|Scientific Name:||Sclerophrys taiensis (Rödel & Ernst, 2000)|
Amietophrynus taiensis (Rödel & Ernst, 2000)
Bufo amieti Tandy & Perret, 2000
Bufo taiensis Rödel & Ernst, 2000
|Taxonomic Source(s):||Frost, D.R. 2016. Amphibian Species of the World: an Online Reference. Version 6.0 (31 October 2016). New York, USA Available at: http://research.amnh.org/herpetology/amphibia/index.html.|
|Taxonomic Notes:||This species was under the generic name Amietophrynus but is now treated under Sclerophrys (Frost 2016).
This is an amended assessment created to account for the change in generic name.
|Red List Category & Criteria:||Endangered B2ab(iii) ver 3.1|
|Assessor(s):||IUCN SSC Amphibian Specialist Group|
|Contributor(s):||Perret, J., Rödel , M.-O. & Tandy, M.|
|Facilitator/Compiler(s):||Morris, E.J., Luedtke, J. & Lutz, M.L.|
This species is listed as Endangered because this species is rare within its range, it is known from two threat-defined locations, its area of occupancy (AOO) is suspected to be less than 500 km², and there is a continuing decline in the extent and the quality of this habitat.
|Previously published Red List assessments:|
|Range Description:||This species is only known from the forests of Taï National Park in southwestern Côte d'Ivoire and the Gola Forest in southeastern Sierra Leone (A. Hillers pers. comm. May 2012). It has not been recorded from the intervening area in Liberia and was likely to have been more widespread throughout this region. It is a lowland species that certainly occurs below 500 m asl (M.-O. Rödel pers. comm. June 2012). The area of occupancy (AOO) is estimated to be less than 500 km² based on the species being known only from two sites and it has only been found in tiny areas within known sites and despite extensive herpetological work conducted in the region, especially the Taï National Park. The two sites are considered to be two threat-defined locations.|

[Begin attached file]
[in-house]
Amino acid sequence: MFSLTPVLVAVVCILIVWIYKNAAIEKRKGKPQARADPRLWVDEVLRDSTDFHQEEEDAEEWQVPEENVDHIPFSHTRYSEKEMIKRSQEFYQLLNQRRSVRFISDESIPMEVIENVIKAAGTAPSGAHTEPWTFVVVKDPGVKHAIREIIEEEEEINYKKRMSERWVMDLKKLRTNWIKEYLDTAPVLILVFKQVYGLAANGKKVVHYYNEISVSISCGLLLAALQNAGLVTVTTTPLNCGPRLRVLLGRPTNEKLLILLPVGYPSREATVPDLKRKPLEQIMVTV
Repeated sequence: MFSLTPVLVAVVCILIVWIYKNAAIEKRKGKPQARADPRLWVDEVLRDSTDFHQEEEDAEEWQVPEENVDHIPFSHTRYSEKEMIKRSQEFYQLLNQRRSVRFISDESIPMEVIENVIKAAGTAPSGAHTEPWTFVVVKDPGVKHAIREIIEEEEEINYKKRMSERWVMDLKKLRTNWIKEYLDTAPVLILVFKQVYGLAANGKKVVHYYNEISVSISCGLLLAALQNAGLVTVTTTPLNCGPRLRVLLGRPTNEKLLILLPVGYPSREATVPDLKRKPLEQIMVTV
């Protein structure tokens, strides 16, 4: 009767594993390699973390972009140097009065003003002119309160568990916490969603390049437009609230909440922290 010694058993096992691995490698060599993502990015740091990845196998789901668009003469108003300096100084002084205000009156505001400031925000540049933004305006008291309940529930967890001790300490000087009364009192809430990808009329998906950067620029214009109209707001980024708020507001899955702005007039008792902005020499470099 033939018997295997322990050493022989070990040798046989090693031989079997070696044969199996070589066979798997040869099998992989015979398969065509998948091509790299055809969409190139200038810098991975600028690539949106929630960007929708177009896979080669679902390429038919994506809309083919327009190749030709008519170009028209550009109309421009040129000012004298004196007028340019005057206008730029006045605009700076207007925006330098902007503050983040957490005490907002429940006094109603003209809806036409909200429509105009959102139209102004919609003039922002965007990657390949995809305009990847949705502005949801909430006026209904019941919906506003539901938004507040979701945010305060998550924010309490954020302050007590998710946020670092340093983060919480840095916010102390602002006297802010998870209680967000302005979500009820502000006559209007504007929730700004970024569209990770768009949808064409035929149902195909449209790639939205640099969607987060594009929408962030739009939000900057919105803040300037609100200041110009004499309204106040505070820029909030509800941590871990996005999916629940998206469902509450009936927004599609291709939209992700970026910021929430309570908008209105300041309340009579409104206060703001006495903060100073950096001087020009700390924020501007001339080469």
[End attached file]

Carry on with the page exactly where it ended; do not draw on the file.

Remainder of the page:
Native:Côte d'Ivoire; Sierra Leone
|Range Map:||Click here to open the map viewer and explore range.|
|Population:||It is clearly a rare species as prior to 2012 it was known from only four specimens in an area of Côte d'Ivoire that had been thoroughly surveyed. The current population trend is presumed to be decreasing due to ongoing habitat loss.|
|Current Population Trend:||Decreasing|
|Habitat and Ecology:||It is known only from primary rainforest. It was found close to forest streams and it it therefore presumed that it breads in these streams (M.-O. Rödel pers. comm. June 2012). There is no information on its breeding, but if it is similar to B. tuberosus, then its breeding is likely to take place in small forest streams.|
|Continuing decline in area, extent and/or quality of habitat:||Yes|
|Use and Trade:||
There are no reports of this species being utilized.
|Major Threat(s):||There is ongoing forest loss due to agriculture (cacao plantations, rubber and oil palms), timber extraction, and human settlement (encroachment) leading to a reduction in the area and quality of the habitat throughout the range of the species.|
|Conservation Actions:||This species has been recorded from Taï National Park in southwestern Côte d'Ivoire. The record from Sierra Leone was also found in a national forest (Gola National Forest). However, its habitat requires improved management and increased protection. Further survey work is required to determine the biology, population status and trends of this species, as well as the limits of its distribution range.|
|Citation:||IUCN SSC Amphibian Specialist Group. 2016. Sclerophrys taiensis. The IUCN Red List of Threatened Species 2016: e.T54774A107350763.Downloaded on 24 May 2018.|
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